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Brown students starved themselves for 8 days. This is how they’re redefining Israel divestment in the age of Instagram activism

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Nineteen Brown University students called off a hunger strike Friday after the Corporation of Brown University refused to hear or consider an updated divestment proposal.

The proposal calls on the university to sever ties with “companies which profit from human rights abuses in Palestine,” and builds on a 2020 report that recommends the university divest its $6.6 billion endowment from some of the world’s largest military and defense companies, including Boeing, RTX (formerly Raytheon and United Technologies) Northrop Grumman.

The strike concluded two days before intense Israeli air strikes in the Southern Gaza City of Rafah killed more than 100 people Monday evening, according to the Palestinian Red Crescent Society. Approximately 1.3 million civilians are currently displaced in Rafah, which was Gaza’s last designated safe zone.

“The situation in Palestine is unimaginably dire and our university remains complicit,”Ariela Rosenzweig, one of the 19 hunger strikers said. “We have to continue doing everything we can.”

Rosenzweig and 18 others pushed through exhaustion and fatigue as they anticipated presenting the divestment proposal to the Brown University Corporation, the school’s highest governing body, for a vote Thursday. By then, the hunger strike had grown to include hundreds of students who rallied outside the building where the corporation meeting was held. Some students showed their support for divestment by fasting temporarily, staging protests outside other campus buildings and occupying the school’s campus center.

But, the corporation ultimately rejected the calls Friday, holding firm in keeping its current investments in place.

University President Christina Paxson refused to move on the proposal, denouncing it as an attempt to “use the endowment as a tool for political advocacy on contested issues.”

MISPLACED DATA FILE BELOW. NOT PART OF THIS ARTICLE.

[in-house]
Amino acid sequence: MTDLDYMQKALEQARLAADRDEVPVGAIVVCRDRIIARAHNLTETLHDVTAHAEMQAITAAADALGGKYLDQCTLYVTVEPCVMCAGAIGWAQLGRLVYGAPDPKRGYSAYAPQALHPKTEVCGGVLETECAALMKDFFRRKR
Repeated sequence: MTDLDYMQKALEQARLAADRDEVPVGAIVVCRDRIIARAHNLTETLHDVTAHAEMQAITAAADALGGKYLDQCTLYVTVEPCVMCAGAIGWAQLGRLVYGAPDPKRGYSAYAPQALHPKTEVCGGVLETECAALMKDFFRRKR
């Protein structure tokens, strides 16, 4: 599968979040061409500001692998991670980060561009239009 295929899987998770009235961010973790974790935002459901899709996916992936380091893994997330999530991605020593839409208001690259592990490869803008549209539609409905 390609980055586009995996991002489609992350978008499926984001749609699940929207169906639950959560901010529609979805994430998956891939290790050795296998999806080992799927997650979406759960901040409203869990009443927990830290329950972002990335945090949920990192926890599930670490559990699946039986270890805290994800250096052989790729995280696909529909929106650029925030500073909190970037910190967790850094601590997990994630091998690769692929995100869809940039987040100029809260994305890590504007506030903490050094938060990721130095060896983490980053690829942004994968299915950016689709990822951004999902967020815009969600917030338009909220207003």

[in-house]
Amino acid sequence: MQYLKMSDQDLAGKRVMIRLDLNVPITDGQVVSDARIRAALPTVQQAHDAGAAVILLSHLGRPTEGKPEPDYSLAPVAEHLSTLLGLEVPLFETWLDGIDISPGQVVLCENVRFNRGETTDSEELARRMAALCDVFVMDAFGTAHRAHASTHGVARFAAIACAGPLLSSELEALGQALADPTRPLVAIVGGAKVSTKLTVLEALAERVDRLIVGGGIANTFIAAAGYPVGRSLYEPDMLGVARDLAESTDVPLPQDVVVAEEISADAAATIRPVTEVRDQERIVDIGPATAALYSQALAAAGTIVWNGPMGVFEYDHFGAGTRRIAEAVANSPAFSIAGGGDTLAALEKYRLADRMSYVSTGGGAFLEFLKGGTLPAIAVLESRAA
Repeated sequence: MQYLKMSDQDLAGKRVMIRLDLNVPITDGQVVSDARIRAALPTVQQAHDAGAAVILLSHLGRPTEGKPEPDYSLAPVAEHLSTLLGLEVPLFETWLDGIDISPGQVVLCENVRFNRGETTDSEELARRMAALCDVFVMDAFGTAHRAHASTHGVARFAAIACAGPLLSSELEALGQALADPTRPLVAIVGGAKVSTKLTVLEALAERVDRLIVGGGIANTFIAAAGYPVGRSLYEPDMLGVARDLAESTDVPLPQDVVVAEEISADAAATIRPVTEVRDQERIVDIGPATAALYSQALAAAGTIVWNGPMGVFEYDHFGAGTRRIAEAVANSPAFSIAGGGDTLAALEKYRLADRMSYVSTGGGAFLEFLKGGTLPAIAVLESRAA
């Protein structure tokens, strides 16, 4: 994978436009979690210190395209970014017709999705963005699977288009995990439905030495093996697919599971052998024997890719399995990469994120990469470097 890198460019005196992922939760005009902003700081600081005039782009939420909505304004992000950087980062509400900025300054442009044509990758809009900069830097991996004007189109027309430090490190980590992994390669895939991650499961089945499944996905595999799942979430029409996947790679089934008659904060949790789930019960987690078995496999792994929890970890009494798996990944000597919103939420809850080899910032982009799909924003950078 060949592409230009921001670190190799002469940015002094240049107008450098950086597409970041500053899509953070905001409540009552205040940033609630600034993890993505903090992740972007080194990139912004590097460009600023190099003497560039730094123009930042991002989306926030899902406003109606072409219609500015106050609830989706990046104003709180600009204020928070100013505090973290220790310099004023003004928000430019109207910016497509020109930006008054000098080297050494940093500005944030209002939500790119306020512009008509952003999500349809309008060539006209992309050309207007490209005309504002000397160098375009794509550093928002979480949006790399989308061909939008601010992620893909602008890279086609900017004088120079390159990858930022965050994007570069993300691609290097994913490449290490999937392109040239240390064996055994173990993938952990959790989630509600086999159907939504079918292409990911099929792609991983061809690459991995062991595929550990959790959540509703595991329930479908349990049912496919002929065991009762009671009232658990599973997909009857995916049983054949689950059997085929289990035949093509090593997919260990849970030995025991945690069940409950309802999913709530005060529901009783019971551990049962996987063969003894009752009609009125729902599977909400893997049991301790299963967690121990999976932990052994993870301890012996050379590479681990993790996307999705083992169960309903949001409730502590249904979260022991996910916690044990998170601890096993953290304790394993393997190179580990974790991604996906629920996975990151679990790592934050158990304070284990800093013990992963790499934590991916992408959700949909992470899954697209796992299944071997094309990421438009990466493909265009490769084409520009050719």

“I think all of our students agree with that,” Niyanta Nepal, one of the hunger strikers said to Reckon. “We think investing in the Israeli occupation is inherently political. That’s exactly why they have to divest. In order to stay true to Brown’s academic mission, they must must must divest.” she said.

Paxson vowed not to bring a resolution to the February 2024 corporation meeting or future meetings, and suggested students present their proposal to ACCRIP’s successor, Advisory Committee on University Resources Management.

Paxson previously refused to adhere to the report in 2021 saying “the recommendation did not adequately address the requirements for rigorous analysis and research as laid out in ACCRIP’s charge, nor was there the requisite level of specificity in regard to divestment.”

But students have remained in support of divestment, especially in light of Israel’s current assault on Gaza, hunger strikers said. In December, 41 students from Brown Divest Coalition were arrested during a sit-in demanding the school divest its endowment from Israeli military

occupation.

And, hunger strikes continue to be used as a nonviolent form of protest against U.S. aid to Israel and the ongoing occupation of Palestine. In November, activists launched a five-day hunger strike outside the White House to demand a ceasefire in Gaza.

Brown hunger strikers said the University’s inaction will not dissuade students from continuing to push for divestment in the future.

“The answer to ‘What will we do next?’ is what we’re doing now,” Rosenzweig said. “This campus is full of hundreds of people who are incredibly mobilized around the issue of a free Palestine and who understand our university’s complicity. There is no choice ultimately, but to divest and we absolutely will not stop organizing.”



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